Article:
J
JOiseau
May 26, 2011

Will the Lady Gaga incident affect confidence in cloud services?

Yes, I'll admit it, Lady Gaga is one of my guilty pleasures. Her new album, Born This Way, was made available on Amazon for a one-day promotional price of 99 cents, fans went crazy, and Amazon's download time slowed to a crawl. Huge and unexpected volumes of traffic will naturally cause some slowdown, but it seems not everybody was understanding. Consumers tend to be very unforgiving. We want what we want, and we want it now. How does this incident and others like it affect how consumers will see cloud-based services and Internet commerce in general? It seems that consumers have come to accept Internet-based commerce, but will a handful of overloads push people back into the record stores?

jimlynch
10/20/2011
Hi JOiseau,

I doubt it will make any difference whatsoever. Sometimes companies just underestimate demand in a situation like that. And Lady Gaga does have a large following, I suspect that Amazon just didn't understand the ramifications of being involved with Gaga's legions of followers.

I bet they consider things much more carefully next time they do a promotion like that. Sometimes the burned hand teaches best and all that.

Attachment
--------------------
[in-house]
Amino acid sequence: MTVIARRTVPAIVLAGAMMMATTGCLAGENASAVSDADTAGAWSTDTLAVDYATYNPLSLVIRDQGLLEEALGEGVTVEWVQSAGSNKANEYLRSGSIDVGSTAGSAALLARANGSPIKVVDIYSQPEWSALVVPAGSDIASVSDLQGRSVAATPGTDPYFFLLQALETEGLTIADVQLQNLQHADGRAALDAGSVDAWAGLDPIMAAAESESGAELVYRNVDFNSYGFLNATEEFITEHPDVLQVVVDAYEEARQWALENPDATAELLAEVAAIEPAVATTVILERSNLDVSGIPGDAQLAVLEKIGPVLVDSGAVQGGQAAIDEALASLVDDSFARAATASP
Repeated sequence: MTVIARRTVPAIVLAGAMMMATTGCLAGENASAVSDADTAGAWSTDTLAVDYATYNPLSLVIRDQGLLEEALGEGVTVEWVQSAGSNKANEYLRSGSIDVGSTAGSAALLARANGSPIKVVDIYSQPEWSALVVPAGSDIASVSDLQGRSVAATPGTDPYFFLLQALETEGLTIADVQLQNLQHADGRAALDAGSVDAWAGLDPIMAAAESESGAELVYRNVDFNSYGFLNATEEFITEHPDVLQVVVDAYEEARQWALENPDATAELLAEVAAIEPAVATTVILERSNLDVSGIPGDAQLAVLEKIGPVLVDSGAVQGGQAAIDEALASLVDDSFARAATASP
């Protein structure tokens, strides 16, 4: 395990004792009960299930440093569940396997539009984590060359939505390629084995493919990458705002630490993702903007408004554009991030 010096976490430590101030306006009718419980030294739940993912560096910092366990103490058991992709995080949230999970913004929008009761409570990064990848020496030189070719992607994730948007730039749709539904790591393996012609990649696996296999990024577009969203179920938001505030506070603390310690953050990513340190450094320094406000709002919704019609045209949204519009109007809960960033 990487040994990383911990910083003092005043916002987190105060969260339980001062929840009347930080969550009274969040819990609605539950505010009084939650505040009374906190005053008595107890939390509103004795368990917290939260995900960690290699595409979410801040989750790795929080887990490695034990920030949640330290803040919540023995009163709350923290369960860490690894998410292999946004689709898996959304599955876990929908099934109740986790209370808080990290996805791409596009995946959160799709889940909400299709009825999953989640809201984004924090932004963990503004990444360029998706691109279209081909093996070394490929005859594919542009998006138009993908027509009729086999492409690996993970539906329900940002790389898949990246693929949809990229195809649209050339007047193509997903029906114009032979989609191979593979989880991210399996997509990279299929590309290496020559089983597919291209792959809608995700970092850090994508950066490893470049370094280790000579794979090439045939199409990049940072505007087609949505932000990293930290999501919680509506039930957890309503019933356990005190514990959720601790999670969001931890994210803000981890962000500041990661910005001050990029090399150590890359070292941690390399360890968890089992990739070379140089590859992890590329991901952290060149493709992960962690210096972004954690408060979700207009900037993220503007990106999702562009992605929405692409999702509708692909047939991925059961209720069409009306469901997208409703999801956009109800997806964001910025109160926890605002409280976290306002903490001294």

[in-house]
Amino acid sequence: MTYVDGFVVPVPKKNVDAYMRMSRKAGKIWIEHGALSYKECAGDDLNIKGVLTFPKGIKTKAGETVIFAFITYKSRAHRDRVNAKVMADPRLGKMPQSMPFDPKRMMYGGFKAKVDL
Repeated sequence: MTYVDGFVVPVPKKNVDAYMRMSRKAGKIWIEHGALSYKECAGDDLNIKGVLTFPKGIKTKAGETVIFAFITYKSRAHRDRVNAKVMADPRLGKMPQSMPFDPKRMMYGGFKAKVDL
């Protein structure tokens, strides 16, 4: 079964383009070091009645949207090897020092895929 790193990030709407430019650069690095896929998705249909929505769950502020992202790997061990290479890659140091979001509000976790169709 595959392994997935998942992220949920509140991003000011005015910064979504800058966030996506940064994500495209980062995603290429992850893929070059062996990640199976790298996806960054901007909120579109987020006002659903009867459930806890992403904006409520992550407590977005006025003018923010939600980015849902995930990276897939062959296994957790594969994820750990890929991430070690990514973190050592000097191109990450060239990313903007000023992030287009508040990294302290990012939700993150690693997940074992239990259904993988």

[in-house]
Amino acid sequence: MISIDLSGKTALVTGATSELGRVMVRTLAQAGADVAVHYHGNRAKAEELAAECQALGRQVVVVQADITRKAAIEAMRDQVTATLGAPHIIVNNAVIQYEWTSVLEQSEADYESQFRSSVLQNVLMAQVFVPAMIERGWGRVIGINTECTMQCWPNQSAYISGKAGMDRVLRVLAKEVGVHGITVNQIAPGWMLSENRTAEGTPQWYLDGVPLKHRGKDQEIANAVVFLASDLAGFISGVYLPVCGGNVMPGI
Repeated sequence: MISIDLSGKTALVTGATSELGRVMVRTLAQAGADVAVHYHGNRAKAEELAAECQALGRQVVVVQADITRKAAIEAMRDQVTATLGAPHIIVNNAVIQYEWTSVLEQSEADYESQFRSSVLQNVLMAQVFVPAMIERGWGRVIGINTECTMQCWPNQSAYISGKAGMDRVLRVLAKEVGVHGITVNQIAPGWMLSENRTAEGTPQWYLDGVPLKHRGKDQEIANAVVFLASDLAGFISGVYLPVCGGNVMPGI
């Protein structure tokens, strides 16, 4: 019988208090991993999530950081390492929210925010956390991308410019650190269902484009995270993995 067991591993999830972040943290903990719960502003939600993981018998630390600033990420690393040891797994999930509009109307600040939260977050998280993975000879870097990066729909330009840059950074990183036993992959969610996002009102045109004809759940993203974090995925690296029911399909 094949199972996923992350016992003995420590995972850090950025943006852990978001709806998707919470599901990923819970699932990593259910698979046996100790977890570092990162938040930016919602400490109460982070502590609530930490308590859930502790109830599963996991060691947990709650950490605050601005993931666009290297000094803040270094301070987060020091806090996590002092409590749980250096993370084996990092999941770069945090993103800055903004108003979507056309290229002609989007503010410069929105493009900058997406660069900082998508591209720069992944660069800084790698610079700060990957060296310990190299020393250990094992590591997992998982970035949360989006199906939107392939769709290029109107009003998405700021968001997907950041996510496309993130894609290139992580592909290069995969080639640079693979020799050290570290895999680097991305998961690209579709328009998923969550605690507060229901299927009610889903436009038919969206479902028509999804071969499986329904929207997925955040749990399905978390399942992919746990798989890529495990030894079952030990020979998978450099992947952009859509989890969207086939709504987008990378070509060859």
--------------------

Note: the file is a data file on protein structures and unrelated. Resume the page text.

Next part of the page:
n
ncharles
06/15/2011

The Lady Gaga-inspired outage at Amazon will probably have no long-term, lasting implications. The demand for Lady Gaga’s music was so high that Amazon offered the same 99 cent deal for a second day without incident, as they were better prepared the second time around. As more businesses move into the cloud services marketplace, there will likely be many more “learning opportunities” for those businesses to come to a better understanding of how important it is to have enough bandwidth to handle a spike in consumption. This single incident won’t affect Amazon because they’re so big and have so many customers, they would have to make a bigger mistake in judgment than this single failure.

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